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Wednesday, June 21, 2017

Art's Power

hands in the dirt CD coverThe Lines we Cross book cover
A couple weekends ago, I discovered a new favorite band (The Resonant Rogues--check them out!).  As I sat in the concert, I was missing a beloved, departed family member and wishing I could share the music with her, so I wasn't surprised to spring a leak when I heard the song Can't Come In.  But in the past week and a half, I have listened to the CD approximately 10 times, like you do.  And almost every time, I tear up when I hear the song.  Aside from the very real possibility that there is such a thing as tear duct muscle memory, I think that the song, which is a plea to be humane and welcoming to refugees, is just plain moving.

At the same time I've been listening to the Resonant Rogues, I have also been reading The Lines We Cross by Randa Abdel-Fattah.  The book, set in Australia but completely relevant for the U.S.,  is told from two perspectives.  Michael is a teen who has a close and loving family, attends private school, and is trying to figure out how to tell his parents he doesn't want to follow his father's footsteps and become and architect.  His parents are the founders of an anti-immigrant political party called Aussie Values.  He has grown up not questioning their beliefs.  Mina is a new scholarship student whose family has moved across Sydney so she can attend a posh private school.  She's a refugee from Afghanistan, where she and her mother lost her father and uncle to the Taliban, and her little brother to hunger and sickness.  Her stepfather is opening a new Afghani restaurant in their new neighborhood, and they are all working to make the adjustment.  When Mina and Michael meet, Michael is challenged to begin looking at his assumptions and beliefs, and is in the uncomfortable position of questioning everything he has grown up thinking he understood.  The alternating perspectives--a tactic that I sometimes feel is overused in teen lit--work brilliantly here.  I love the mixture of a light touch with serious subjects that Abdel-Fattah manages.  This is an important book, and fun to read.  Both Michael and Mina have believable growth, and secondary characters are interesting and well-rounded--even the jerk bully has some redeeming qualities.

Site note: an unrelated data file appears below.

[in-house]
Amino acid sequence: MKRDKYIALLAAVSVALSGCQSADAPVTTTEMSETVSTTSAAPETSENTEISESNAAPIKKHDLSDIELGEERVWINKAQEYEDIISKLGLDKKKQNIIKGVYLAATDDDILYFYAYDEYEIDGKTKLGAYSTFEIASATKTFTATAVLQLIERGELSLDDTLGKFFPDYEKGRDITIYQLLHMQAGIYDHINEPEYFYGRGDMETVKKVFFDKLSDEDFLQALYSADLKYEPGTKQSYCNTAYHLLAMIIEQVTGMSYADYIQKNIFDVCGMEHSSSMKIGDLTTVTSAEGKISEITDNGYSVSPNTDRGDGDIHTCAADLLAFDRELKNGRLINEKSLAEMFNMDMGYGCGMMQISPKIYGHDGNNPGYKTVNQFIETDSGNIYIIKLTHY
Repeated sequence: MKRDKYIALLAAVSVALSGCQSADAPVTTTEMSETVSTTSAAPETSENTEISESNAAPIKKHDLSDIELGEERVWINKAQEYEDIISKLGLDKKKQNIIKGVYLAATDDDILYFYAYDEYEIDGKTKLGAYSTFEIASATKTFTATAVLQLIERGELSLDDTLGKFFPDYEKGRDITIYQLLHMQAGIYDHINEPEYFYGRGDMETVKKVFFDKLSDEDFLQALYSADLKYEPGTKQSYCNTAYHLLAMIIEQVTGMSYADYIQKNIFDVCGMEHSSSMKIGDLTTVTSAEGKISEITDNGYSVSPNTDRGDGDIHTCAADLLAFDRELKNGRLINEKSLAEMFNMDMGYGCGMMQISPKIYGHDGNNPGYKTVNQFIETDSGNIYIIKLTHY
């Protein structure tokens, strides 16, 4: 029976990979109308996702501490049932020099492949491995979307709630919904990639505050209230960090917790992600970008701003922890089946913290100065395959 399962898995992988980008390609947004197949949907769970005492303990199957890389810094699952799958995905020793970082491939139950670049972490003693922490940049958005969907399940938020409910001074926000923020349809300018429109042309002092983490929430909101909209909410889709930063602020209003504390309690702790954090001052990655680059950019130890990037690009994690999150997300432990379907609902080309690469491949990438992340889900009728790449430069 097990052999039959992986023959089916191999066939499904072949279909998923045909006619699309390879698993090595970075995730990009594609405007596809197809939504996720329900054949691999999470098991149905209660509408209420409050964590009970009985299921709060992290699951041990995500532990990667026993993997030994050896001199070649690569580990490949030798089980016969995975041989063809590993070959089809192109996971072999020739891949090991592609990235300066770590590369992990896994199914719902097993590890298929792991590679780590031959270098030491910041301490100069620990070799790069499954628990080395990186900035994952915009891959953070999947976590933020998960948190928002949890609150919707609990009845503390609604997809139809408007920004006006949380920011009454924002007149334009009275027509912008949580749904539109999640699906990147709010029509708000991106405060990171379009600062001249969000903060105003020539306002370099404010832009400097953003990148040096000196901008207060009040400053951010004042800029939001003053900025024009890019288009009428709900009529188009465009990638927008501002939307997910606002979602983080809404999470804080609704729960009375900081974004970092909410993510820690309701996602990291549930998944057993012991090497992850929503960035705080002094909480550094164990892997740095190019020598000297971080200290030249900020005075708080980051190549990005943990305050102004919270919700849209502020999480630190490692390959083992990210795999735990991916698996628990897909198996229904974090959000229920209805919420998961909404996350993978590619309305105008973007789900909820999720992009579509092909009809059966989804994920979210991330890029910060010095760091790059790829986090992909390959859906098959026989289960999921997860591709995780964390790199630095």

The juxtaposition of the book, the song, and the regular news reports I've been hearing about the plight of refugees stuck in camps in Greece and people trapped in war-torn areas--it's been a powerful combination.  I recommend taking a listen and a look!

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